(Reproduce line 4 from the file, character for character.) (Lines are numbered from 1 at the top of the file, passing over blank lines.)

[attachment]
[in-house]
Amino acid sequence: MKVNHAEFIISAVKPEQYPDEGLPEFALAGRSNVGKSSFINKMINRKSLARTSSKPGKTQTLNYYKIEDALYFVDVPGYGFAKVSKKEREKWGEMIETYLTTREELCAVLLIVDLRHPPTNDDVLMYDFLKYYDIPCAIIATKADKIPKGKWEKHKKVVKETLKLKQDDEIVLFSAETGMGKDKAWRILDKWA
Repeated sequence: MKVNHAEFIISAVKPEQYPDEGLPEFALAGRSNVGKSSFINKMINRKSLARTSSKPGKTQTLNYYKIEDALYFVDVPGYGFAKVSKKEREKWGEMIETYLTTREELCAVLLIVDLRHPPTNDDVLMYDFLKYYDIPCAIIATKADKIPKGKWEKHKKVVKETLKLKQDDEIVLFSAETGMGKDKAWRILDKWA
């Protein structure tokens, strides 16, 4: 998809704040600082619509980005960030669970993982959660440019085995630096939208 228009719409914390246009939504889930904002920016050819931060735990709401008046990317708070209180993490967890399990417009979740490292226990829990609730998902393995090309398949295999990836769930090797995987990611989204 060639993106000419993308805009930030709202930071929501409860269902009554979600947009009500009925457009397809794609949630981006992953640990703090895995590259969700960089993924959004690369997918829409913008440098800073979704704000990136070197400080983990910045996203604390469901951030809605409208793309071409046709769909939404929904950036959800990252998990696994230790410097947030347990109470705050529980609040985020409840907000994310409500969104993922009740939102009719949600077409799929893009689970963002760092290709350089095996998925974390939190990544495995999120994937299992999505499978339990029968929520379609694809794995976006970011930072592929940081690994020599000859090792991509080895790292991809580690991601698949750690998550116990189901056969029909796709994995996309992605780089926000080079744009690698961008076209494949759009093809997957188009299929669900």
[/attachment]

């Protein structure tokens, strides 16, 4: 998809704040600082619509980005960030669970993982959660440019085995630096939208 228009719409914390246009939504889930904002920016050819931060735990709401008046990317708070209180993490967890399990417009979740490292226990829990609730998902393995090309398949295999990836769930090797995987990611989204 060639993106000419993308805009930030709202930071929501409860269902009554979600947009009500009925457009397809794609949630981006992953640990703090895995590259969700960089993924959004690369997918829409913008440098800073979704704000990136070197400080983990910045996203604390469901951030809605409208793309071409046709769909939404929904950036959800990252998990696994230790410097947030347990109470705050529980609040985020409840907000994310409500969104993922009740939102009719949600077409799929893009689970963002760092290709350089095996998925974390939190990544495995999120994937299992999505499978339990029968929520379609694809794995976006970011930072592929940081690994020599000859090792991509080895790292991809580690991601698949750690998550116990189901056969029909796709994995996309992605780089926000080079744009690698961008076209494949759009093809997957188009299929669900």